April 25, 2011
Last August, we launched the Put Us to the Test 2010 challenge. High-difficulty engineering projects were submitted, and the 3 most challenging entries shared more than $25,000 in prizes. Today, we are happy to present the projects that were delivered to our winners.
Nothing is Impossible - The Walking Horse $20,000 grand prize winning project
The main goal of the "Walking Horse" ideaman Benjamin Julian was to build a mechanical horse that would faithfully reproduce the fluidity of the equine walk. In order to do that and in line with the budget allotted, Creaform's mechanical engineers started the project with a literature review on existing walking quadruped robots. They worked at developing the 3D model and full 2D drawings of a 1:10 prototype replica, as well as a complete bill of materials.
In short, the acrylic and aluminium prototype developed should be able to walk on a straight line while keeping its balance, and also turn to the left and right. While a living horse's leg has 8 degrees of freedom (DOF), the prototype's leg will have only 4 DOF to control in order to decrease the complexity level of the robot. Each degree of freedom will be controlled by a servomotor typically used in the radio control (RC) world. Moreover, another servomotor has been embedded in the structure to simulate the hip movement. All the servomotors are controlled by a servo controller programmed using the LynxmotionVisual Sequencer software to define the angular position of each joint in time.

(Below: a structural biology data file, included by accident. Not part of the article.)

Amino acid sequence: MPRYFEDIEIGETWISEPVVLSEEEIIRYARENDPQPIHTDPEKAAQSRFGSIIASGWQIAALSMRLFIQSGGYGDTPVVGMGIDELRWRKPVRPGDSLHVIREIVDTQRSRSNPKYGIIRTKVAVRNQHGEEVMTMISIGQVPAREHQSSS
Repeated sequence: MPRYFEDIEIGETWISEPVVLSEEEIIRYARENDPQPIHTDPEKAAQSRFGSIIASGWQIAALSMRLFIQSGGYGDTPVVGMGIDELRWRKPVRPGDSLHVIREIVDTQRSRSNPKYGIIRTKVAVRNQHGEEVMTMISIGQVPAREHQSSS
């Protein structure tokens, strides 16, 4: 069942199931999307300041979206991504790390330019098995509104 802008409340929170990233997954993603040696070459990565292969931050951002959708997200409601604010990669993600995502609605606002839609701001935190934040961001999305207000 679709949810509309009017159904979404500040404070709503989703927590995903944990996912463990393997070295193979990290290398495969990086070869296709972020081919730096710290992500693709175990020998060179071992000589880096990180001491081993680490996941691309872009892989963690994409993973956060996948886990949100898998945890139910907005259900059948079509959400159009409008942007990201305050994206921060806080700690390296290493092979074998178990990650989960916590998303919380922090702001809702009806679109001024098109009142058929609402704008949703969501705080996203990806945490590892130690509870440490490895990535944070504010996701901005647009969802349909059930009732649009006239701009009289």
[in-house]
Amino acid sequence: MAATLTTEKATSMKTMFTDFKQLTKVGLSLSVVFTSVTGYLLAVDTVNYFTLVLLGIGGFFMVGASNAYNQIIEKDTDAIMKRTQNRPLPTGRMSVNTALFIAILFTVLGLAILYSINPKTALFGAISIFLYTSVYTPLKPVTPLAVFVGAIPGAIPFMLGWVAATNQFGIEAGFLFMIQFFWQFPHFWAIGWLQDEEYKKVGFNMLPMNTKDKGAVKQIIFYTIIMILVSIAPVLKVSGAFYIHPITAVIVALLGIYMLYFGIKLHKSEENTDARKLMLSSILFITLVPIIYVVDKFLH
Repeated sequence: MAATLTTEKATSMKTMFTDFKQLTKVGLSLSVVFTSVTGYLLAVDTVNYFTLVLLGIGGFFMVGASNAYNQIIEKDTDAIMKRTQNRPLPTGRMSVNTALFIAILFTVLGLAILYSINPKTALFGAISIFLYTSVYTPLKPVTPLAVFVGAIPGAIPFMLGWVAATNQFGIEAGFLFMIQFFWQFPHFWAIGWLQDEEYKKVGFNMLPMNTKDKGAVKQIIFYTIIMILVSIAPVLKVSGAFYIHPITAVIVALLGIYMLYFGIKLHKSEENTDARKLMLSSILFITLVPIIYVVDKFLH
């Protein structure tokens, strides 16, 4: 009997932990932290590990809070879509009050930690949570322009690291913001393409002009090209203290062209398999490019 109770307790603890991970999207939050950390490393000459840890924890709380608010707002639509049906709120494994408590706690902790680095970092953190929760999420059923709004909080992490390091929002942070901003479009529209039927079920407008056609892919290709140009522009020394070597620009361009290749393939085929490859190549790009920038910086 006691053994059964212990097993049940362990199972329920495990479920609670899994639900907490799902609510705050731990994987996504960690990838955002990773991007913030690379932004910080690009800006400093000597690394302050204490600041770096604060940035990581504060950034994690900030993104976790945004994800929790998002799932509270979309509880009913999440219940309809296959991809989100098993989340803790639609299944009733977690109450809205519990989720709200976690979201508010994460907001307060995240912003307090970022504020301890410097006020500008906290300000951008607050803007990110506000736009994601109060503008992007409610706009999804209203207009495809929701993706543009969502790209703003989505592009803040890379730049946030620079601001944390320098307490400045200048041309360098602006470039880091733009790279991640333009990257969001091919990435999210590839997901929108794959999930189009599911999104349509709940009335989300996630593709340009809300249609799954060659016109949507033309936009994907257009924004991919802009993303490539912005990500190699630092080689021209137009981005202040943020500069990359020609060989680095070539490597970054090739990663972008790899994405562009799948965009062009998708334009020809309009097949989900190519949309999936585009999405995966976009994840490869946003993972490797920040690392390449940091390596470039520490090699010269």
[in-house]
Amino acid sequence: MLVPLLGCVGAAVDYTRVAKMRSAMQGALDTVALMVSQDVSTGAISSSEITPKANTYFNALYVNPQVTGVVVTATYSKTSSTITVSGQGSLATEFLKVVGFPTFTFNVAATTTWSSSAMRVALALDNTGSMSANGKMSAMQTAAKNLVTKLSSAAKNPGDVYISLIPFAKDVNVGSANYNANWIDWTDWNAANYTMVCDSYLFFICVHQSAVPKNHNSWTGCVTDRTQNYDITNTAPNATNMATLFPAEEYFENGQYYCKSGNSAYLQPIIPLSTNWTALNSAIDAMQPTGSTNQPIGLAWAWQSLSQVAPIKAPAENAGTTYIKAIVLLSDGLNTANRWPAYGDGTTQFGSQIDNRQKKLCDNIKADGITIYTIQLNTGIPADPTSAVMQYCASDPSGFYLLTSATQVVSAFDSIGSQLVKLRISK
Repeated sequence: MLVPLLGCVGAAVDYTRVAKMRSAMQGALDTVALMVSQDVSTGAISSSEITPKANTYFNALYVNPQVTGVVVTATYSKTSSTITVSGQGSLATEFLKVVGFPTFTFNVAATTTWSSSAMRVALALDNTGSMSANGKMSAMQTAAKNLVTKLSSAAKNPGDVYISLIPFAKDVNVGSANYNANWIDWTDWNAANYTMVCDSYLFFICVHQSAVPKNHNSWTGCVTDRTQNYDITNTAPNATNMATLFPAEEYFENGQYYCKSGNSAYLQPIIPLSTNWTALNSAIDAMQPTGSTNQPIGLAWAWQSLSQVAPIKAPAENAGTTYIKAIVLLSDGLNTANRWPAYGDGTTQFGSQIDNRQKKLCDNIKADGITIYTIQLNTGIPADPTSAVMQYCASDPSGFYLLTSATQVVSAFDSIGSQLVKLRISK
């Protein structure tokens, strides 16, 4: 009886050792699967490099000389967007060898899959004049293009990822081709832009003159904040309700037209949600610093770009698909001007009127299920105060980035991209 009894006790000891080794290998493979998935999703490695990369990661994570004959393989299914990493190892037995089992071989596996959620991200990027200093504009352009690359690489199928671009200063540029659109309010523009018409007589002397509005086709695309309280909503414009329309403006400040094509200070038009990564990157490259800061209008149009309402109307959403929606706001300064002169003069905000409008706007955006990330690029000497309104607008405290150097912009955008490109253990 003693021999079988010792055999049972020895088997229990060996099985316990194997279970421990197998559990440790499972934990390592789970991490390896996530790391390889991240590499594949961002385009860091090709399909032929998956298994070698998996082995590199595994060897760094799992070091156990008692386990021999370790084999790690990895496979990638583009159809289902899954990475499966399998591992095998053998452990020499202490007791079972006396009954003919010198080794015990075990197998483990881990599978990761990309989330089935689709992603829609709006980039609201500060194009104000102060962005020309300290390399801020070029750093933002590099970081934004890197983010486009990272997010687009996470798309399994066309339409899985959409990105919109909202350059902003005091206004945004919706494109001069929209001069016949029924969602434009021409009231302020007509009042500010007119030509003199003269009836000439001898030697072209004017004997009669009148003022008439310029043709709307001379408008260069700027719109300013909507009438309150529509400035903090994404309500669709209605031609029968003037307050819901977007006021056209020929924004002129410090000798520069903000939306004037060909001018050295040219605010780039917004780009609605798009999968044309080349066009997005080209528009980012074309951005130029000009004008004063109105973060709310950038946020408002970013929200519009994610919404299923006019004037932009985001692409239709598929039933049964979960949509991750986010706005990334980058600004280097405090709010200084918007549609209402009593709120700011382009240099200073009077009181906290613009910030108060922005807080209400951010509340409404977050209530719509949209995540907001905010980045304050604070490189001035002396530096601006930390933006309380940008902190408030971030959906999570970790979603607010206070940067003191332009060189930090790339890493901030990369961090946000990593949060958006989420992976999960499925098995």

According to Mr. Julian, his experience collaborating with Creaform's engineering was more than he ever could have asked for. "They were quite amazing to work with because there was never a question in mind that they knew exactly what they were doing. Their expertise in robotics and mechanical engineering allowed the mechanical walking quadruped to come to life because they went above and beyond with their efforts. The team focused on delivering exactly what was needed during this early design phase, a digital model of the prototype, which will now be realized in 3D with an advanced CNC milling machine."
Watch the prototype in motion!
Consider it Done! - $2,000 prizes
FP Innovations's Aboriginal Totem Pole involved 3D scanning of an Aboriginal totem pole and post-treatment of the 3D file generated. Using the high accuracy data file obtained, the company carves reduced-scale totems using a 5-axis CNC machine. First Nations artists of Canada can market these small replicas and share their fascinating art with the population.
Lastly, Globe Composite Solutions' Hand-Made Diving Helmet project involved 3D scanning of the helmet fabricated, and reconstruction under CATIA to create a 3D file for manufacturing of an aluminum mould for ongoing production of the helmet, so as to replace the soft tooling currently used that require substantial maintenance and re-working.